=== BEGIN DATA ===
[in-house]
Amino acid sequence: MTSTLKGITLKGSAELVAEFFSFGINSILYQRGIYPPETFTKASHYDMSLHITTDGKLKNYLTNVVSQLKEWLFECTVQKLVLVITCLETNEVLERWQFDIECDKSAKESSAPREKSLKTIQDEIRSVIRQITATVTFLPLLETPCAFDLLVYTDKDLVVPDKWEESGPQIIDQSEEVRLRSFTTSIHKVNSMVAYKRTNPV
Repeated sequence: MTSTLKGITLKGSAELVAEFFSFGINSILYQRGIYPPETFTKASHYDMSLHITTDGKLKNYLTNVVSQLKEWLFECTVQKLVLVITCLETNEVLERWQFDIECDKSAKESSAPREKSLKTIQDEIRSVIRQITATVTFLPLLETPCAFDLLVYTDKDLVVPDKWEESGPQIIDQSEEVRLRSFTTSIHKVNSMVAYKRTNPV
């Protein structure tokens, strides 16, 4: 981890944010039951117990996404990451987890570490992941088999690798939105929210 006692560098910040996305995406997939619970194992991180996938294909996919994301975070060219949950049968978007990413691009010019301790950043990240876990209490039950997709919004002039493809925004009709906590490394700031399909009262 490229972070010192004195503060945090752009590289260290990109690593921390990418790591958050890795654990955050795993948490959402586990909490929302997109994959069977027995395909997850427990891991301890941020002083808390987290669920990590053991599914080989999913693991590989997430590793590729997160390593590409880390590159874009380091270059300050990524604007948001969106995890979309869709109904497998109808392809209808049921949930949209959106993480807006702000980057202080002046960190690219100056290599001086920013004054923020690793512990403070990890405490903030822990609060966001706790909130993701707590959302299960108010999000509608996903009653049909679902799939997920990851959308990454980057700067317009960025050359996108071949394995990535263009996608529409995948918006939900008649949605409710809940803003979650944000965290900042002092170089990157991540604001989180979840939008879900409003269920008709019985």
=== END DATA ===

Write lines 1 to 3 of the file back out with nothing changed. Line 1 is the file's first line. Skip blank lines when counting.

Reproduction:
[in-house]
Amino acid sequence: MTSTLKGITLKGSAELVAEFFSFGINSILYQRGIYPPETFTKASHYDMSLHITTDGKLKNYLTNVVSQLKEWLFECTVQKLVLVITCLETNEVLERWQFDIECDKSAKESSAPREKSLKTIQDEIRSVIRQITATVTFLPLLETPCAFDLLVYTDKDLVVPDKWEESGPQIIDQSEEVRLRSFTTSIHKVNSMVAYKRTNPV
Repeated sequence: MTSTLKGITLKGSAELVAEFFSFGINSILYQRGIYPPETFTKASHYDMSLHITTDGKLKNYLTNVVSQLKEWLFECTVQKLVLVITCLETNEVLERWQFDIECDKSAKESSAPREKSLKTIQDEIRSVIRQITATVTFLPLLETPCAFDLLVYTDKDLVVPDKWEESGPQIIDQSEEVRLRSFTTSIHKVNSMVAYKRTNPV